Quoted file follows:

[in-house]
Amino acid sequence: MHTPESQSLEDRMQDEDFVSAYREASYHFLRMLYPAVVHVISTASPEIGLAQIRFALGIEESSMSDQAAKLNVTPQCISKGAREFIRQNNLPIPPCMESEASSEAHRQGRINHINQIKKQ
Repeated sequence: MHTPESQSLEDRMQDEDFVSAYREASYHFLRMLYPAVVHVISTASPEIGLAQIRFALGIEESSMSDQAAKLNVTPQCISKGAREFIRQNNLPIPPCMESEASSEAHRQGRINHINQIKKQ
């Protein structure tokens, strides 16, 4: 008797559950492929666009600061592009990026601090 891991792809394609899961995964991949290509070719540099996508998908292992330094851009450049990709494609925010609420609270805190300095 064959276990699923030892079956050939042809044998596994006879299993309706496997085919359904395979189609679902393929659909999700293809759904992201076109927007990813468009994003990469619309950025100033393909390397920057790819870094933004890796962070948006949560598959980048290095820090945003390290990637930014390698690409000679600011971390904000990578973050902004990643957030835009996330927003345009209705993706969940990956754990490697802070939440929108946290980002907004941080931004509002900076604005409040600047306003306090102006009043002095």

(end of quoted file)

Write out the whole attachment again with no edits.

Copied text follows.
[in-house]
Amino acid sequence: MHTPESQSLEDRMQDEDFVSAYREASYHFLRMLYPAVVHVISTASPEIGLAQIRFALGIEESSMSDQAAKLNVTPQCISKGAREFIRQNNLPIPPCMESEASSEAHRQGRINHINQIKKQ
Repeated sequence: MHTPESQSLEDRMQDEDFVSAYREASYHFLRMLYPAVVHVISTASPEIGLAQIRFALGIEESSMSDQAAKLNVTPQCISKGAREFIRQNNLPIPPCMESEASSEAHRQGRINHINQIKKQ
């Protein structure tokens, strides 16, 4: 008797559950492929666009600061592009990026601090 891991792809394609899961995964991949290509070719540099996508998908292992330094851009450049990709494609925010609420609270805190300095 064959276990699923030892079956050939042809044998596994006879299993309706496997085919359904395979189609679902393929659909999700293809759904992201076109927007990813468009994003990469619309950025100033393909390397920057790819870094933004890796962070948006949560598959980048290095820090945003390290990637930014390698690409000679600011971390904000990578973050902004990643957030835009996330927003345009209705993706969940990956754990490697802070939440929108946290980002907004941080931004509002900076604005409040600047306003306090102006009043002095």